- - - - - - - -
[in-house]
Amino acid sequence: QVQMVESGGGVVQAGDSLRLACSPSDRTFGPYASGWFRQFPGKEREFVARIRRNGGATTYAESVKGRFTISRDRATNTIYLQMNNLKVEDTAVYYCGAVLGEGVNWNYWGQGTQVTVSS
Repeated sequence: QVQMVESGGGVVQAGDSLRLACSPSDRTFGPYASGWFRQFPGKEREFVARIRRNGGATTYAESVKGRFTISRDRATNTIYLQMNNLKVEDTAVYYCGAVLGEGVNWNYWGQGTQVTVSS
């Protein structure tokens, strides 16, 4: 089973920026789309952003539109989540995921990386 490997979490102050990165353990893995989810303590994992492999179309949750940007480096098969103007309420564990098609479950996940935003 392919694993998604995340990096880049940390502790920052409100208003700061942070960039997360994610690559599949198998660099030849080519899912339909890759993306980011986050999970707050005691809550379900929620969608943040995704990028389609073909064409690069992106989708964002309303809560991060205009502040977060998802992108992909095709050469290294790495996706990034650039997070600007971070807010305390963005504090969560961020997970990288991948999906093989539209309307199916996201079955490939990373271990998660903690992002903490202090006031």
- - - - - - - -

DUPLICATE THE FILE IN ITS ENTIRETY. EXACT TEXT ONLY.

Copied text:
[in-house]
Amino acid sequence: QVQMVESGGGVVQAGDSLRLACSPSDRTFGPYASGWFRQFPGKEREFVARIRRNGGATTYAESVKGRFTISRDRATNTIYLQMNNLKVEDTAVYYCGAVLGEGVNWNYWGQGTQVTVSS
Repeated sequence: QVQMVESGGGVVQAGDSLRLACSPSDRTFGPYASGWFRQFPGKEREFVARIRRNGGATTYAESVKGRFTISRDRATNTIYLQMNNLKVEDTAVYYCGAVLGEGVNWNYWGQGTQVTVSS
């Protein structure tokens, strides 16, 4: 089973920026789309952003539109989540995921990386 490997979490102050990165353990893995989810303590994992492999179309949750940007480096098969103007309420564990098609479950996940935003 392919694993998604995340990096880049940390502790920052409100208003700061942070960039997360994610690559599949198998660099030849080519899912339909890759993306980011986050999970707050005691809550379900929620969608943040995704990028389609073909064409690069992106989708964002309303809560991060205009502040977060998802992108992909095709050469290294790495996706990034650039997070600007971070807010305390963005504090969560961020997970990288991948999906093989539209309307199916996201079955490939990373271990998660903690992002903490202090006031």